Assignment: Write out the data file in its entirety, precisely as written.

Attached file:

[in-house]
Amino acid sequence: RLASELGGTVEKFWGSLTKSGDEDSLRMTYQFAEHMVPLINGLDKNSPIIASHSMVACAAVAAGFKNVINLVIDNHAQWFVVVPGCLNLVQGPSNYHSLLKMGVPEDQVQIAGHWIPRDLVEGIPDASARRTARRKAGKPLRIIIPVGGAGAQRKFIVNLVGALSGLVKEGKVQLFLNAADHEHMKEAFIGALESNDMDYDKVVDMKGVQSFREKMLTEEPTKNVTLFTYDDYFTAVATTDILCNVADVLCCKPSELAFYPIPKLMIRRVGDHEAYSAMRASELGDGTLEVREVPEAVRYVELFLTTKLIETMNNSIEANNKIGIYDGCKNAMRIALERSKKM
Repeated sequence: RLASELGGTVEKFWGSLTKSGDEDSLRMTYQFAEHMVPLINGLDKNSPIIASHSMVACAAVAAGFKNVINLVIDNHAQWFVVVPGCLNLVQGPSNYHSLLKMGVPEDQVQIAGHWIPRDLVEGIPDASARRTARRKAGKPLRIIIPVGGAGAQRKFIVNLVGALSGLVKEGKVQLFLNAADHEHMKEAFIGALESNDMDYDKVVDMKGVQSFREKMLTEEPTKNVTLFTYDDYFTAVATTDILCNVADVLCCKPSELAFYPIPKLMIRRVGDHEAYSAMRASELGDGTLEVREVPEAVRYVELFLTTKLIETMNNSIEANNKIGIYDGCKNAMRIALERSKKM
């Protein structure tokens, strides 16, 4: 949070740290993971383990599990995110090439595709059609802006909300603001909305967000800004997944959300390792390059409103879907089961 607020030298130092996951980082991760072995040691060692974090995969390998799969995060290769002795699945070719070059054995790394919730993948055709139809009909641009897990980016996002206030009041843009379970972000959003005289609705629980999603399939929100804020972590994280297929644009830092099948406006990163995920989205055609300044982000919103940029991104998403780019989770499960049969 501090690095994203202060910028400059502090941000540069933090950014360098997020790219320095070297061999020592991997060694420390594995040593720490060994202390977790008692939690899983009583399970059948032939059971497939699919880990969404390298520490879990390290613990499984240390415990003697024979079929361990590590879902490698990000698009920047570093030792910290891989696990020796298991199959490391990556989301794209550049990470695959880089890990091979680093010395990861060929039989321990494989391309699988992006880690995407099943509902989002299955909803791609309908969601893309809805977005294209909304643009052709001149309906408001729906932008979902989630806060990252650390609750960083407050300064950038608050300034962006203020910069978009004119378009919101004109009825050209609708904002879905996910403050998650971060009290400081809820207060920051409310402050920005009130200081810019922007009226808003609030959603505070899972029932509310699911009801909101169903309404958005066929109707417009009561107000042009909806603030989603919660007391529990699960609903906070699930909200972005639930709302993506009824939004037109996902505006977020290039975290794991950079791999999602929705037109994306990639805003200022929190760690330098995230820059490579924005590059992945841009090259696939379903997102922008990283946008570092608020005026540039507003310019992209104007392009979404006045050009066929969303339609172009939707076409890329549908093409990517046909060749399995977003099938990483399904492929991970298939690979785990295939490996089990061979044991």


[in-house]
Amino acid sequence: RLASELGGTVEKFWGSLTKSGDEDSLRMTYQFAEHMVPLINGLDKNSPIIASHSMVACAAVAAGFKNVINLVIDNHAQWFVVVPGCLNLVQGPSNYHSLLKMGVPEDQVQIAGHWIPRDLVEGIPDASARRTARRKAGKPLRIIIPVGGAGAQRKFIVNLVGALSGLVKEGKVQLFLNAADHEHMKEAFIGALESNDMDYDKVVDMKGVQSFREKMLTEEPTKNVTLFTYDDYFTAVATTDILCNVADVLCCKPSELAFYPIPKLMIRRVGDHEAYSAMRASELGDGTLEVREVPEAVRYVELFLTTKLIETMNNSIEANNKIGIYDGCKNAMRIALERSKKM
Repeated sequence: RLASELGGTVEKFWGSLTKSGDEDSLRMTYQFAEHMVPLINGLDKNSPIIASHSMVACAAVAAGFKNVINLVIDNHAQWFVVVPGCLNLVQGPSNYHSLLKMGVPEDQVQIAGHWIPRDLVEGIPDASARRTARRKAGKPLRIIIPVGGAGAQRKFIVNLVGALSGLVKEGKVQLFLNAADHEHMKEAFIGALESNDMDYDKVVDMKGVQSFREKMLTEEPTKNVTLFTYDDYFTAVATTDILCNVADVLCCKPSELAFYPIPKLMIRRVGDHEAYSAMRASELGDGTLEVREVPEAVRYVELFLTTKLIETMNNSIEANNKIGIYDGCKNAMRIALERSKKM
């Protein structure tokens, strides 16, 4: 949070740290993971383990599990995110090439595709059609802006909300603001909305967000800004997944959300390792390059409103879907089961 607020030298130092996951980082991760072995040691060692974090995969390998799969995060290769002795699945070719070059054995790394919730993948055709139809009909641009897990980016996002206030009041843009379970972000959003005289609705629980999603399939929100804020972590994280297929644009830092099948406006990163995920989205055609300044982000919103940029991104998403780019989770499960049969 501090690095994203202060910028400059502090941000540069933090950014360098997020790219320095070297061999020592991997060694420390594995040593720490060994202390977790008692939690899983009583399970059948032939059971497939699919880990969404390298520490879990390290613990499984240390415990003697024979079929361990590590879902490698990000698009920047570093030792910290891989696990020796298991199959490391990556989301794209550049990470695959880089890990091979680093010395990861060929039989321990494989391309699988992006880690995407099943509902989002299955909803791609309908969601893309809805977005294209909304643009052709001149309906408001729906932008979902989630806060990252650390609750960083407050300064950038608050300034962006203020910069978009004119378009919101004109009825050209609708904002879905996910403050998650971060009290400081809820207060920051409310402050920005009130200081810019922007009226808003609030959603505070899972029932509310699911009801909101169903309404958005066929109707417009009561107000042009909806603030989603919660007391529990699960609903906070699930909200972005639930709302993506009824939004037109996902505006977020290039975290794991950079791999999602929705037109994306990639805003200022929190760690330098995230820059490579924005590059992945841009090259696939379903997102922008990283946008570092608020005026540039507003310019992209104007392009979404006045050009066929969303339609172009939707076409890329549908093409990517046909060749399995977003099938990483399904492929991970298939690979785990295939490996089990061979044991």